Remember day trading? Despite bear markets and even a smidgen of regulation, sitting by yourself—even if it was in a room full of people—making quick decisions to buy or sell stocks online never went away. And it’s still pretty much fiscal solitaire. Is it possible that being a cyber-titan of finance is less a factor of unbridled avarice and more a factor of unrelieved loneliness?
Probably not, but new research just discussed at the American Psychological Association’s annual meeting does suggest a link between social exclusion and financial risk taking. Three marketing professors in Hong Kong led by Rod Duclos wanted to extend existing work on the consumption patterns of those who bowl alone. Scholarship has suggested that people feeling on the outs spend their money on symbols of affiliation, whether it’s a new fashion favored by the “in” group, new taste sensations, or even favored illegal intoxicants.
Societal watchdogs should keep a wary eye on companies that may prey on people who are somewhat permanently on the social periphery.
They theorized that paying for all of these trappings of purchased popularity required some extra scratch: “in absence of social support, forlorn consumers will need significantly more money to secure what they need out of the social system.” One way to get rich quick is to gamble, whether at a green-felt table or while wearing a green eyeshade. In five experiments—four on undergrads at the University of Hong Kong and one in surveys of men and women in public—the researchers compared the subjects’ sense of social exclusion and their willingness to take a punt.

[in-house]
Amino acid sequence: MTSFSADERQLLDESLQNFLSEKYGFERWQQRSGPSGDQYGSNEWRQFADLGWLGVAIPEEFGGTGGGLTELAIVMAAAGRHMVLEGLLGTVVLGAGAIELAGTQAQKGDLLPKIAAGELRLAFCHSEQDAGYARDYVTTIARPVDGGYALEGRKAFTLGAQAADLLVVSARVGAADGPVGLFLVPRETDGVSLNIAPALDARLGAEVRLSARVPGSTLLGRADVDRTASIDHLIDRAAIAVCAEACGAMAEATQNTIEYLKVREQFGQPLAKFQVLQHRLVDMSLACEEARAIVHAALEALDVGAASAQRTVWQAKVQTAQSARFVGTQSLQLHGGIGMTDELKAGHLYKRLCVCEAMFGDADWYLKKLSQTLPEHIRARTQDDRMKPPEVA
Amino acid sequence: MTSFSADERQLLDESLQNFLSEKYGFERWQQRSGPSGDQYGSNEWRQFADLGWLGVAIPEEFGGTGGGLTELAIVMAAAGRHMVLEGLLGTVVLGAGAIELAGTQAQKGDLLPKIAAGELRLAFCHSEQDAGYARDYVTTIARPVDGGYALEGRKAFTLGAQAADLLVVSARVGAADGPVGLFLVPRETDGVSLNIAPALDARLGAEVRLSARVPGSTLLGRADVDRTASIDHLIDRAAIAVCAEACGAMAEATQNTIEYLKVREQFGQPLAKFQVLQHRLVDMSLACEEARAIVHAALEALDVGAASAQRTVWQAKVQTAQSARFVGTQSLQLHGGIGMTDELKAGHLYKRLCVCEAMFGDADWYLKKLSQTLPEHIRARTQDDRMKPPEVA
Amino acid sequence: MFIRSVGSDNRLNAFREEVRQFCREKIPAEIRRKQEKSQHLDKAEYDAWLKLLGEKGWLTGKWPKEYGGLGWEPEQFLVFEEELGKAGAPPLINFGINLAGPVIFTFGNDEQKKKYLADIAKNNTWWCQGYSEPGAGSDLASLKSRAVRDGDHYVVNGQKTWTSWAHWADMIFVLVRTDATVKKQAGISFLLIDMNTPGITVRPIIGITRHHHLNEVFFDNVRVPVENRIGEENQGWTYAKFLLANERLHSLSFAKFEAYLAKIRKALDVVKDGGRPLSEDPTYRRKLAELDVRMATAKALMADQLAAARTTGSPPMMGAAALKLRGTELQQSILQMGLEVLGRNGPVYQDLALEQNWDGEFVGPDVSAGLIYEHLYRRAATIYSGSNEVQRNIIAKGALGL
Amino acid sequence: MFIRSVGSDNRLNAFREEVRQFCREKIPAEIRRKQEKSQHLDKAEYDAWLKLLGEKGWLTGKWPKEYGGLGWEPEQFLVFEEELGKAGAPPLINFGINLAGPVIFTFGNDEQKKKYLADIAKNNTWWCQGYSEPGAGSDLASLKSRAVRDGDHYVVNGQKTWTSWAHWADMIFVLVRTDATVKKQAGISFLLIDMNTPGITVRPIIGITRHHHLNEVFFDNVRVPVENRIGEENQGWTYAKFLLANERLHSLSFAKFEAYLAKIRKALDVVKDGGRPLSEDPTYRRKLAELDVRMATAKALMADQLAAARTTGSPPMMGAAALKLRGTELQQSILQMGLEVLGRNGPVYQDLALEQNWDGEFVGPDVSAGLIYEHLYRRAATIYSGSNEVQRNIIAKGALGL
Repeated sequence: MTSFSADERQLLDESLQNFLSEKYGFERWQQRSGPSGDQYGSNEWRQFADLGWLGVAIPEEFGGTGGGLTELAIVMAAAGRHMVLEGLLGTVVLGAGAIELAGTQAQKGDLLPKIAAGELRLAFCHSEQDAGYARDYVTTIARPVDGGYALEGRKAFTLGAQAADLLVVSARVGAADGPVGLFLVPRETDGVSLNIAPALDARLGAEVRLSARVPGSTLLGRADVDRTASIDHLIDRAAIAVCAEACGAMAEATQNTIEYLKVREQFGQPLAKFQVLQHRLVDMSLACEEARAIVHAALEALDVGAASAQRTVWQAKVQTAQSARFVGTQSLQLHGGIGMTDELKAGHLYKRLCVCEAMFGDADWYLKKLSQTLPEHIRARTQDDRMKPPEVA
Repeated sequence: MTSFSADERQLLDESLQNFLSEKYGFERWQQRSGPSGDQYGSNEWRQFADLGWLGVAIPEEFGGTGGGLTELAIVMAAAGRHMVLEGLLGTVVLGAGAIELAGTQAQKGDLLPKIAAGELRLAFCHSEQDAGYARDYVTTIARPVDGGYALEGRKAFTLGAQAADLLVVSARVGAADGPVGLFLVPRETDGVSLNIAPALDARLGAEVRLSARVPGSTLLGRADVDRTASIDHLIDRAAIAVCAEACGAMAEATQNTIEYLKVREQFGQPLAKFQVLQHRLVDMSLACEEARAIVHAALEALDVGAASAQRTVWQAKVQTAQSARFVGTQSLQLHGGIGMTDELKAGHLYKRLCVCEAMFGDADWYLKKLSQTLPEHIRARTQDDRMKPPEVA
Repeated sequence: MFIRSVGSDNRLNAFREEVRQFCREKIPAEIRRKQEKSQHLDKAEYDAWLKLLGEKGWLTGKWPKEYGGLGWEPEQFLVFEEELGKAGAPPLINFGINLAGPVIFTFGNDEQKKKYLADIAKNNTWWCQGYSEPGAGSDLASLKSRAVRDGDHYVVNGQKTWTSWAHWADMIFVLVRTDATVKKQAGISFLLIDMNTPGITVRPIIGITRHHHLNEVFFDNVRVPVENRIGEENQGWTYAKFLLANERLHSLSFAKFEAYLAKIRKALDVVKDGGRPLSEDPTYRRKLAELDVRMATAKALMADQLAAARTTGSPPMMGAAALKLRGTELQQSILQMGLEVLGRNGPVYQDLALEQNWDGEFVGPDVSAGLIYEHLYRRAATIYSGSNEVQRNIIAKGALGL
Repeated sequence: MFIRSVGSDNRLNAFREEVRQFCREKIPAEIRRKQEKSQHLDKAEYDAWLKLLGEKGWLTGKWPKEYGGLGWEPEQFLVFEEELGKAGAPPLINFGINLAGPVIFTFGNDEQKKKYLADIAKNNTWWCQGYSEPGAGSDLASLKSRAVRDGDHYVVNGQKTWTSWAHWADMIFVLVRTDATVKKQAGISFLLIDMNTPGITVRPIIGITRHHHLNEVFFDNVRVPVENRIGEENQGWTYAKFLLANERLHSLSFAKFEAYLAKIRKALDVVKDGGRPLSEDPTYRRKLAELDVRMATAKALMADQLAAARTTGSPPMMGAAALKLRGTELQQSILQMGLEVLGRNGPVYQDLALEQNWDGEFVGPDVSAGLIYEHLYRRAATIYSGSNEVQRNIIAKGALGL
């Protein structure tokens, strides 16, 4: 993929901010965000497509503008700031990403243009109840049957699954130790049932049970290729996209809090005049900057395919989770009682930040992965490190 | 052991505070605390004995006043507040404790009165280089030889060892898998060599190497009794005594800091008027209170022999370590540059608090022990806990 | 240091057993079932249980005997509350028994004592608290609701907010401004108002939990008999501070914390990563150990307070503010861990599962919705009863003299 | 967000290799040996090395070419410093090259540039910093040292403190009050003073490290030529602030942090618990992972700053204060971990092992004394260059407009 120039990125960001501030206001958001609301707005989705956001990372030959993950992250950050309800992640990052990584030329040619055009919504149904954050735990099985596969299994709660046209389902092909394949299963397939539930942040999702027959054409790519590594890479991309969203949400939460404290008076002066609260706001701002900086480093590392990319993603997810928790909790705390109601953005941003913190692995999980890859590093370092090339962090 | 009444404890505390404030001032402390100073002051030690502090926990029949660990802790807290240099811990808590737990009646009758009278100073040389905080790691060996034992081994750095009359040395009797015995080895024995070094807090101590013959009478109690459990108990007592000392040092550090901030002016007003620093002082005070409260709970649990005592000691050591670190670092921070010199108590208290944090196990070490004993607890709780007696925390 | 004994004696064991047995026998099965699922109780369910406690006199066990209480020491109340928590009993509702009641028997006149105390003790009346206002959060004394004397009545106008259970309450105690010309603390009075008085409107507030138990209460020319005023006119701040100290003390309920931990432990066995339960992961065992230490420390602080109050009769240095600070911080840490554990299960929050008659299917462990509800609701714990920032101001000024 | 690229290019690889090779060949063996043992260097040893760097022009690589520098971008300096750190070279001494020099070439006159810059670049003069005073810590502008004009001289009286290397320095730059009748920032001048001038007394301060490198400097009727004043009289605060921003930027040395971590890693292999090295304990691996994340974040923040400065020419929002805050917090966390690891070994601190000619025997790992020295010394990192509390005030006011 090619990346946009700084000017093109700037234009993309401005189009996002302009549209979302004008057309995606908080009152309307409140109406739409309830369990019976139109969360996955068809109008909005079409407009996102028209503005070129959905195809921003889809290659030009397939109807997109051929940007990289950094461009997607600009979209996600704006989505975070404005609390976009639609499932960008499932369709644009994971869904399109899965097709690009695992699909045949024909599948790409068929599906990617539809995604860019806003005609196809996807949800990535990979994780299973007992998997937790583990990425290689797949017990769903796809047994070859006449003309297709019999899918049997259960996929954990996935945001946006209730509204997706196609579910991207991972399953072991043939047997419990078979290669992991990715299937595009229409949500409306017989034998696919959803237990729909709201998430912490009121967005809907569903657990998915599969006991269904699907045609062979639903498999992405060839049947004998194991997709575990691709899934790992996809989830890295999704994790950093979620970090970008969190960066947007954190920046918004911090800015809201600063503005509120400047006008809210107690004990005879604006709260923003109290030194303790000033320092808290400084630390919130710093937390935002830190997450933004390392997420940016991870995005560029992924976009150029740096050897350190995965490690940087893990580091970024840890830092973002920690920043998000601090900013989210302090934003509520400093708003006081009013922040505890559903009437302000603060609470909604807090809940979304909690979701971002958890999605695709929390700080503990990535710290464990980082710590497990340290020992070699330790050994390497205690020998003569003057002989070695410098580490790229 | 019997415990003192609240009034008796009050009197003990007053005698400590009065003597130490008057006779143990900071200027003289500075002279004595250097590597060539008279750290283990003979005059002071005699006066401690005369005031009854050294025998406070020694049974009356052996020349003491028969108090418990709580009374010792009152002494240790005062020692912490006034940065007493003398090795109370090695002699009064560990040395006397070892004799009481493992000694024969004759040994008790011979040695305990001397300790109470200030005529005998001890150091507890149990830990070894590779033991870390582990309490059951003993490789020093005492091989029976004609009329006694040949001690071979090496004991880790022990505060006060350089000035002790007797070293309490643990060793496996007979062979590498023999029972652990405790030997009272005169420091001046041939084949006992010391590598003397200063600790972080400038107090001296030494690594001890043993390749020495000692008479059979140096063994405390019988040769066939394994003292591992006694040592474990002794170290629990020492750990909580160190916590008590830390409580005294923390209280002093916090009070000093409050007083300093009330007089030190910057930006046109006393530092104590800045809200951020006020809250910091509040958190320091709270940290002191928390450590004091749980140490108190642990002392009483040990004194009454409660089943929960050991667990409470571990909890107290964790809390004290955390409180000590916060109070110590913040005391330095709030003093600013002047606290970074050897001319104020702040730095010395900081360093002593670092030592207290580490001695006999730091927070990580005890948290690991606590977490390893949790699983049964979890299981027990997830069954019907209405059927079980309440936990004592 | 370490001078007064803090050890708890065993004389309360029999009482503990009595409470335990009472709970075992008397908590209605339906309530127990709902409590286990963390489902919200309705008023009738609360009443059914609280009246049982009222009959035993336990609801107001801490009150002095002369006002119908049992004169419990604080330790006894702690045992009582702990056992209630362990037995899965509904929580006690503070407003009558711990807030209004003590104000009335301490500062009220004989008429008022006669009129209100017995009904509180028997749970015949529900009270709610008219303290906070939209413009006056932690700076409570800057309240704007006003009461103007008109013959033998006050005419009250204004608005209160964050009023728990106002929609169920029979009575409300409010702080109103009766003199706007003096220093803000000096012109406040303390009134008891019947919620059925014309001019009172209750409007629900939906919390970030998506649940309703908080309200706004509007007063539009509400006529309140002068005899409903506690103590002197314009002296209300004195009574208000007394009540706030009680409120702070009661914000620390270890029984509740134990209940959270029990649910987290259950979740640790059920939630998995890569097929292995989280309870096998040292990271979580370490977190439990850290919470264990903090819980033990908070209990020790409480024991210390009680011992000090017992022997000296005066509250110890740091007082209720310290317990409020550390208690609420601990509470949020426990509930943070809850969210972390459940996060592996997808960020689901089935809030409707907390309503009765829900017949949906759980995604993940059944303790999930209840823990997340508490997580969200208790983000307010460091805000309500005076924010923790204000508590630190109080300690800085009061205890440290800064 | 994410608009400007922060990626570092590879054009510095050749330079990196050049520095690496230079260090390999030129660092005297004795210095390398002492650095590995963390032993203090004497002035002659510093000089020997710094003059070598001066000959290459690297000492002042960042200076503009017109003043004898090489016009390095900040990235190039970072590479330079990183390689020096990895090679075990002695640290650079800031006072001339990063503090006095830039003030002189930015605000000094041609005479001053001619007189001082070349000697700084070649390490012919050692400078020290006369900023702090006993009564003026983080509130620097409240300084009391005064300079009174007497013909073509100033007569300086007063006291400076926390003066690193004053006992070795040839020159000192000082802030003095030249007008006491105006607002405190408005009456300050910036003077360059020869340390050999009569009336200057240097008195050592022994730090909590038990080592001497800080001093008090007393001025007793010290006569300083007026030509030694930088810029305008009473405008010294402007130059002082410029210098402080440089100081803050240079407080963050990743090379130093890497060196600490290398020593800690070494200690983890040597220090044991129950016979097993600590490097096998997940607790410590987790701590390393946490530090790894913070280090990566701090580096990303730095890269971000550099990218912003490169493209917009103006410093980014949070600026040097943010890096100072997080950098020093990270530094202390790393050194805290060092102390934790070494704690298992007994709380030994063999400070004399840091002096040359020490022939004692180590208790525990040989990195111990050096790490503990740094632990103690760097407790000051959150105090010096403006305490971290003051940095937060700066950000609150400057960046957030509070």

In the experiments with the undergrads, only one set was made to feel excluded. In all cases, the excluded students took greater financial chances, whether on a lottery, a digital wheel of chance, or a putative investment decision in the stock market. The stock experiment also included priming for some subjects that suggested money wouldn’t, in essence, buy happiness; the message must have stuck, because the excluded in that instance didn’t take more risks. Meanwhile, those who felt accepted were more risk averse.
While the pattern appeared across all five experiments, Duclos and his co-authors went to some pains to stress that feeling rejected was just one aspect of what goes into a financial decision, risky or otherwise. Plus, all exclusion isn’t created equal. Being ignored may be more pernicious, for example, than being kicked in the teeth.
Still, even if it’s not the only variable, since rejection does seem to play a role, they offer some suggestions—and some warnings. On one hand, the authors write, consumers might want to hold off on big decisions, whether overtly financial, like setting up a retirement plan, or costly in general, like buying a car after a break-up or falling out. (And no matter how much like Daft Punk you feel after the divorce, stay away from Vegas.) And societal watchdogs should keep a wary eye on companies that may prey on people who are somewhat permanently on the social periphery.
“Some marketers with questionable ethics may target demographic groups likely to suffer from social exclusion, such as the elderly, divorcees, and widows or widowers,” Duclos was quoted in a release. “Others may be tempted to isolate, physically or psychologically, prospective clients during financial negotiations since doing so may result in larger commissions.”
Money isn’t the only thing we can chance. There’s also our lives, and the authors wonder if feeling excluded might foster some risky business there, too. Like when we’re alone—oh, so very alone—in our cars.
I’m sorry I was speeding officer, but you see, I don’t have any friends.